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It’s property tax cut season

There are three things in life that are certain: Death, taxes, and Republicans proposing tax cuts.

Harris County Commissioners Court on Tuesday floated the idea of cutting the county’s property tax rate 1 cent — a decrease that would save the average homeowner about $12 annually.

County Judge Ed Emmett, who will seek election next year to the post to which he was appointed this year, led the push for the tax cut.


Commissioner El Franco Lee said he may support the cut if it does not harm delivery of needed services. But he called the proposed reduction nothing more than a token gesture.

He said Emmett is pressing for the cut because he is seeking election and thinks there is a sector of the public that will be impressed by even a small cut in the tax rate.

“All of this is demagoguery. We’re in that business. That’s a given,” Lee said.

Got it in one.

Emmett, tapped by the four county commissioners to serve as county judge earlier this year, said he knows the savings for the average homeowner will be small.

“That’s always one of the arguments — that for the individual, it doesn’t really matter,” he said. “But in the aggregate, it does matter.”

From 2002-06, County Tax Assessor-Collector Paul Bettencourt and former County Judge Robert Eckels, who resigned in March, lost nearly annual fights with the four county commissioners over whether the property tax rate should be cut.

Bettencourt long has argued that decreases were in order because rising property values have translated into higher tax bills for many property owners.

In 2004, the four commissioners on the five-member Commissioners Court defeated Eckels’ attempt to lower the county tax rate a quarter-cent. Commissioner Steve Radack said then, “It’s almost insulting for (Eckels and Bettencourt) to say they were saving taxpayers all this money. Why else go there for something so minor except to grab headlines?”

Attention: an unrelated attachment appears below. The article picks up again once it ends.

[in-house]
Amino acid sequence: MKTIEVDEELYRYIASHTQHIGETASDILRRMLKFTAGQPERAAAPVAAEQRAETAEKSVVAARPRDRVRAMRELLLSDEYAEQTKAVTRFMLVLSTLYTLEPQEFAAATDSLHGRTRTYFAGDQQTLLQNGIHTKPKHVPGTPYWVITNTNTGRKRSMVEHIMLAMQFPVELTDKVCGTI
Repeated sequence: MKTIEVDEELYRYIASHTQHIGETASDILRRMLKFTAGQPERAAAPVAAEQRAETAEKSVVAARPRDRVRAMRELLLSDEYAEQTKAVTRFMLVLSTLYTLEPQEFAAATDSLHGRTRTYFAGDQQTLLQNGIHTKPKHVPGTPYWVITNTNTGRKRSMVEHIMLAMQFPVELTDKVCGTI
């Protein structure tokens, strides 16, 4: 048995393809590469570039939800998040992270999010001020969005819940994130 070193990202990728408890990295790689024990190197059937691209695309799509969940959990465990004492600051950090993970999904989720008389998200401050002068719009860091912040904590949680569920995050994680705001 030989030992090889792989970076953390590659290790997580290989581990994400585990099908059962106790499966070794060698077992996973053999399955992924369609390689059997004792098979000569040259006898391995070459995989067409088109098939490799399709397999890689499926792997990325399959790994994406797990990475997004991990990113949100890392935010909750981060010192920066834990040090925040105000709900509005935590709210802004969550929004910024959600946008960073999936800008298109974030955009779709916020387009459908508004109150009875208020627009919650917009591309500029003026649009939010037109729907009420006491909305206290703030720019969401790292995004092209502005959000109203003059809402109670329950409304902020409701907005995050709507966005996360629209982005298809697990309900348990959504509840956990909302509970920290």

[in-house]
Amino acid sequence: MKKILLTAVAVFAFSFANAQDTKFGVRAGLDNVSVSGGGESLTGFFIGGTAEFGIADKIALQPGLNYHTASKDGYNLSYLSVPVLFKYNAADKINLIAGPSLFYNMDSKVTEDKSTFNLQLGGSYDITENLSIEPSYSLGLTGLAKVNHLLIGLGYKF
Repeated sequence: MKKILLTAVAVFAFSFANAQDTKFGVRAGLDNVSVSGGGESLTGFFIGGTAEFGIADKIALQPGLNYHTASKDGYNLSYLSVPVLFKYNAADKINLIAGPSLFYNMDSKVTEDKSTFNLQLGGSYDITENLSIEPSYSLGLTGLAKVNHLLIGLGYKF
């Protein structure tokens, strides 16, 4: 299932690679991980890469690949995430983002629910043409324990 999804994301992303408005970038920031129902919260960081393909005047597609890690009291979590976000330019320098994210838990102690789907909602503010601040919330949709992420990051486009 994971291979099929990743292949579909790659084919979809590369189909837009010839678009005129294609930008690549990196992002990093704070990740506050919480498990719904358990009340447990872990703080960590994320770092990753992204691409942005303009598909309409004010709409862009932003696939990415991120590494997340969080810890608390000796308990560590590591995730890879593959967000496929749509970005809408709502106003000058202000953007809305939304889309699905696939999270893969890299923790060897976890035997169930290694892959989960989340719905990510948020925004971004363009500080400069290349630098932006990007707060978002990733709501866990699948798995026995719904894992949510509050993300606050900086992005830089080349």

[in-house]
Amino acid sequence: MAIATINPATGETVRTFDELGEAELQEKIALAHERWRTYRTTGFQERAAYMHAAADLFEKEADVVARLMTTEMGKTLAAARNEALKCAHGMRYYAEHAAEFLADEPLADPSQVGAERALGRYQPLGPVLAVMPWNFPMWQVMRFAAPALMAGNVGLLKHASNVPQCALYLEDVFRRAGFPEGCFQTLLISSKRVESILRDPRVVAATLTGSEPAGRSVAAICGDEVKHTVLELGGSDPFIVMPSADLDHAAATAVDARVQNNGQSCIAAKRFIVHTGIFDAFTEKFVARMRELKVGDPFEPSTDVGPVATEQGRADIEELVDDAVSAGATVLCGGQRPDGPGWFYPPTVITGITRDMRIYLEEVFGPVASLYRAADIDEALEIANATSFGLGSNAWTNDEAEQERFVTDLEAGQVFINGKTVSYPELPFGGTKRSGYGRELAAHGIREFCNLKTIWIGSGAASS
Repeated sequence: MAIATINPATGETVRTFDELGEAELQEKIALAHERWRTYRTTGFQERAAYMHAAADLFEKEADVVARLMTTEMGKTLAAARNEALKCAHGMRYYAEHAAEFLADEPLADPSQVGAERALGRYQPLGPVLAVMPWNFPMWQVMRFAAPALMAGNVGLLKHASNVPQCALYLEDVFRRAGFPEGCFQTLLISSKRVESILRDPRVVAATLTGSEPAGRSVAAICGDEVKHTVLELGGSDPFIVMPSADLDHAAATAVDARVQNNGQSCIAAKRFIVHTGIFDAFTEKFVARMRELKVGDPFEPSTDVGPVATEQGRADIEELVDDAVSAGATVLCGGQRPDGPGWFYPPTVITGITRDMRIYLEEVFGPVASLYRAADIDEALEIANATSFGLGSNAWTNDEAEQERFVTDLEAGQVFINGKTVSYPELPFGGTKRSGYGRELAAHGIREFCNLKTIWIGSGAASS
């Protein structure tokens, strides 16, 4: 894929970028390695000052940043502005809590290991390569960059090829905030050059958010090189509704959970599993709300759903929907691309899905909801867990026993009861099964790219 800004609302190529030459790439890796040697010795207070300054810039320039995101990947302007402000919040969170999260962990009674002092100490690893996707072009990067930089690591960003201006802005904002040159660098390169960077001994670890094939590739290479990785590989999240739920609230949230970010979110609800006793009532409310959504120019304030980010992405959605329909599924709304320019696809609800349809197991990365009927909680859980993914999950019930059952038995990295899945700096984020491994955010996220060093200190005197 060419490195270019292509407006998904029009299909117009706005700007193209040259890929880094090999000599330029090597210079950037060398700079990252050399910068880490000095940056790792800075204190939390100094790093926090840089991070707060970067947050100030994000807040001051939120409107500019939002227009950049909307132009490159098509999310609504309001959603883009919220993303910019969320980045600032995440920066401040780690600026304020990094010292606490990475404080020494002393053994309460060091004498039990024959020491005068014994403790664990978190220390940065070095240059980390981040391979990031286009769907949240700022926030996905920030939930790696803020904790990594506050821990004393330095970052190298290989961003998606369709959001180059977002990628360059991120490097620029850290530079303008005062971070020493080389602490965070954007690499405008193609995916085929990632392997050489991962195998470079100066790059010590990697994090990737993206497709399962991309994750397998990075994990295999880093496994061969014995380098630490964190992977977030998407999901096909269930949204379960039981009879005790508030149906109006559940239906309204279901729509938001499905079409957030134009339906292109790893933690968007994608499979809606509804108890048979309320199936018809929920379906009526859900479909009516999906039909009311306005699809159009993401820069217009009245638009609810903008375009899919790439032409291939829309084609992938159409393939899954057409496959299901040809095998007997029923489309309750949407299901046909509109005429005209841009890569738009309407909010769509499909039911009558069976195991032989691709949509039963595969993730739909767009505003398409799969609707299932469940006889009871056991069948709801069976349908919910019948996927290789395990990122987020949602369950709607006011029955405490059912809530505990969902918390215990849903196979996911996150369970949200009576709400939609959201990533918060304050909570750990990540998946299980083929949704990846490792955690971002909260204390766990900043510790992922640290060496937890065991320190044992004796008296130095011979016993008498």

But Radack, who is working to help fellow Republican Emmett get elected, said he likely would support the proposed 1-cent decrease.

Bettencourt said, “Any property tax relief is good. Something is always better than nothing.”

What would be even better would be to push for real reforms in the criminal justice system so we’re not spending millions of our tax dollars locking up people who could be out on bail or in drug rehab programs. If we did that, we might actually be able to afford a property tax cut, maybe even one that’ll save people more than the cost of lunch at Fuddrucker’s. For some reason, that sort of thing never factors into the thinking of people like Paul Bettencourt.

Bacarisse has called for a 5-cent cut in the county property tax rate.

Bettencourt has said such a rate reduction would save the average Harris County homeowner about $58 a year.

“We’re talking about the appointed county judge’s token move as opposed to our decrease that would provide real tax relief,” Bacarisse said.

Emmett is calling for the cut while the court will be asking voters to approve $630 million in county bonds and $250 million in Port of Houston Authority bonds in November.

The 1-cent cut in the tax rate would mean a loss of $25 million in county revenue annually, Bettencourt said.

Radack said it was fair for people to ask why the court might seek a tax rate cut while pushing a costly bond package.

Emmett said the bonds voted on in November wouldn’t begin to be floated until 2011. The county can afford to give a cut in the tax rate now, he said.

It is indeed fair to ask that. It’s also fair to ask how much the bonds are going to cost in interest payments annually, and whether we’ll just have to repeal this token tax cut (or Bacarisse’s less token and more expensive cut) in 2011 to cover that cost as well as the extra operational expenses of the expanded jails. How about that, fellas?

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One Comment

  1. Charles Hixon says:

    Servicing bonds is a regular commitment to the budget that reduces our flexibility in the event of an emergency.

    Bonds reduce the effectiveness of Emergency Management and tie the County Judge’s hands as the Director of Emergency Management and a member of Commissioners Court.